Quotable Country – 07/07/13 Edition


Click the bullet after each quote to visit the source.

There are a lot of parallels, there really are. As far as the talent, as far as strategy… part of it is, ‘Get me that lane nobody else is racing in and we’ll find a way to win it.’
- – Scott Borchetta (profiled by Forbes) on racing cars and running a record label.

I think the definition of an American is somebody who stands up during the ‘Pledge of Allegiance.’
- – Political expert Luke Bryan.

I’m jumping around like I’m about to go into a boxing ring or something. The whole band and crew, we’re all giving fist bumps and just getting pumped up, like we’re fixin’ to play a Friday night football game.
- – Brantley Gilbert, describing the scene backstage before a show. Douchetastic.

I just turned 50 years old this year, and we’ve been doing this for about 30 years. It’s something that when everything is happening, it’s almost like a whirlwind. It was in my case. If you don’t stop to take a chance to smell the roses, you miss a lot. I have no regrets, but if I had it do over again, I think I would have documented more and taken the time to look around and think, ‘This is really neat.’ This is a once in a lifetime opportunity that you should take note of, and be aware of what’s going on around you when it’s happening.
- – Travis Tritt on a life in music.

They bounce back so quick there, it’s amazing. You won’t see them on TV six months from now crying for money and saying the government’s not helping. Because they help each other out. They’ll get it cleaned up pretty fast.
- – Toby Keith on up-by-the-bootstraps resilience of Oklahomans, versus all those wretched, annoying survivors of natural disasters in all other areas of the country.

Honestly, very often, I don’t think of the two together as far as a celebration of our nation’s freedom and that song. But for the several thousand people that will be there on the Fourth, it’s about that. It’s always good to play that song on the 4th of July, for sure.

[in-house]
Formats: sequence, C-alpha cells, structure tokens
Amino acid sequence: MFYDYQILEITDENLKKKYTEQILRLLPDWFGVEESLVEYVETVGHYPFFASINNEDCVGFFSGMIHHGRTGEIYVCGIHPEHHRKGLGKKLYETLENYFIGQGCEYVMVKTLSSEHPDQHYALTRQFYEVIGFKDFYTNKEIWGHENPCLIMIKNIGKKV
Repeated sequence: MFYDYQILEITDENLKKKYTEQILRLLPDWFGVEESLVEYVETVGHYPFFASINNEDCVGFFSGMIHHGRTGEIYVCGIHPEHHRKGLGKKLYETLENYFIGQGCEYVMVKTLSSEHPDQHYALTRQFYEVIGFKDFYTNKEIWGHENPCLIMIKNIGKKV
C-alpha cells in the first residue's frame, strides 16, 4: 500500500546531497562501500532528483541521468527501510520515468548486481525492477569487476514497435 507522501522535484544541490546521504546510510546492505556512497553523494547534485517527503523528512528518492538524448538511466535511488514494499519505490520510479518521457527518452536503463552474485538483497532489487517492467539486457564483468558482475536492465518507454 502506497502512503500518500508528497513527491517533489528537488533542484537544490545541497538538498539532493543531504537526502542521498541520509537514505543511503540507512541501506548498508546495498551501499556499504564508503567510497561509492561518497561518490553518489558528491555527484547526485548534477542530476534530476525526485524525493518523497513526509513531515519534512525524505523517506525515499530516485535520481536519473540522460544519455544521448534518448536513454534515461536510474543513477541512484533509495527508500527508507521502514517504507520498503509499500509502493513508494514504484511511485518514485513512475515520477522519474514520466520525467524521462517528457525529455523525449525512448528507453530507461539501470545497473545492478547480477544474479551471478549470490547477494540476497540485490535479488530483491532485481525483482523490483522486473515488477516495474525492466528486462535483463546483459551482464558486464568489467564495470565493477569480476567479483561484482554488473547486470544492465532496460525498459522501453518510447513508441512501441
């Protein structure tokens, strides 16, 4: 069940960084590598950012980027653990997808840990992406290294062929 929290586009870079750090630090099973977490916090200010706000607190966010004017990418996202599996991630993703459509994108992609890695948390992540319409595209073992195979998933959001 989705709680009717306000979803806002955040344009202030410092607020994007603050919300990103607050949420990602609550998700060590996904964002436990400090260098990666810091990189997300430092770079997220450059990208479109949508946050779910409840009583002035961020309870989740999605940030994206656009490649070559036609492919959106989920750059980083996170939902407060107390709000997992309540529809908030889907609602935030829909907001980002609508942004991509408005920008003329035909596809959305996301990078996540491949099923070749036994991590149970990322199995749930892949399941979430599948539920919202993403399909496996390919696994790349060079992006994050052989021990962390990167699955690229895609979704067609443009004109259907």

- – Martina McBride knows that “Independence Day” (the song) has little to do with Independence Day (the holiday), but will humor her less observant fans anyway.

Yeah, I pretty much listen to everything but country radio. I listen to a lot of talk radio because I’m in the music business, but as far as music goes, I listen to everything from Jazz to Blues to Hip Hop to a lot of Rock and Roll. I grew up where traditional Country music and rock and roll went hand in hand. It surprises people to know that I listen to everything but what I do.
- – Gretchen Wilson.

The scantily dressed crowd includes grade-schoolers, teenagers driving their parents’ farm equipment and professionals who burn thousands of dollars each week on truck repairs, only to demolish their rides again the next weekend in events like truck tug of war. Daisy Duke shorts, bikinis and anything camouflage are popular fashion choices; homemade moonshine and beer are on tap and truck brands tend to be American, as Colt Ford notes in his “Drivin’ Around Song”: “U.S.A., Chevrolet, Dodge and Ford, raising a little hell and praising the Lord.”
- – From a revealing Wall Street Journal feature on the rise of hick-hop, thanks in large part to its promotion through a whole system of targeted ‘mudding’ events around the country. Lots of new info here.

Mr. Houchins, of Average Joe’s, said he has been receiving about 500 demo tapes a week from country rappers lately. “That tells me that we’re creating a new genre,” said Mr. Houchins. “But they haven’t made a Grammy category for us yet.”
- – From aforementioned WSJ hick-hop feature. God help us.

I lived in Nashville for 10 years. I met my wife there, our son was born there… I met so many of my heroes and have great, dear, close friends there. Music Row was a good place for me. I had good publishing deals and built up a good catalogue of songs that I still play every night.
Some of my favorite writers and co-writers and musicians are there, but I like being in Texas, away from the pressure of writing a certain way and away from the business side of country music that I don’t really understand and that doesn’t have much of an impact on my daily working life.
- – Walt Wilkins.

Marty Stuart comes in to edit his shows. He sits down and makes sure they look great. He’s very involved. He’s the greatest. He always has cool shoes.
- – Kelly Kantz, general manager of RFD-TV’s Nashville production facility

I don’t care about money. I honestly don’t. I don’t give a sh*t. I could stay at a sh*tty motel, I think it’s more fun. And I like riding in little vans and I love doing it that way. I think there’s a story in that, and I write songs that are stories and that tell stories. My influences inspire me to have integrity and to do what I love and be passionate about it. I don’t care about making millions or any of that. Of course if it happens, like everyone says, it’s icing on the cake. But I’m happy doing what I do. I love what I do, and this is a beautiful existence for me. I get to tour. I get to go to different cities and see the world. I can’t imagine a better existence than this.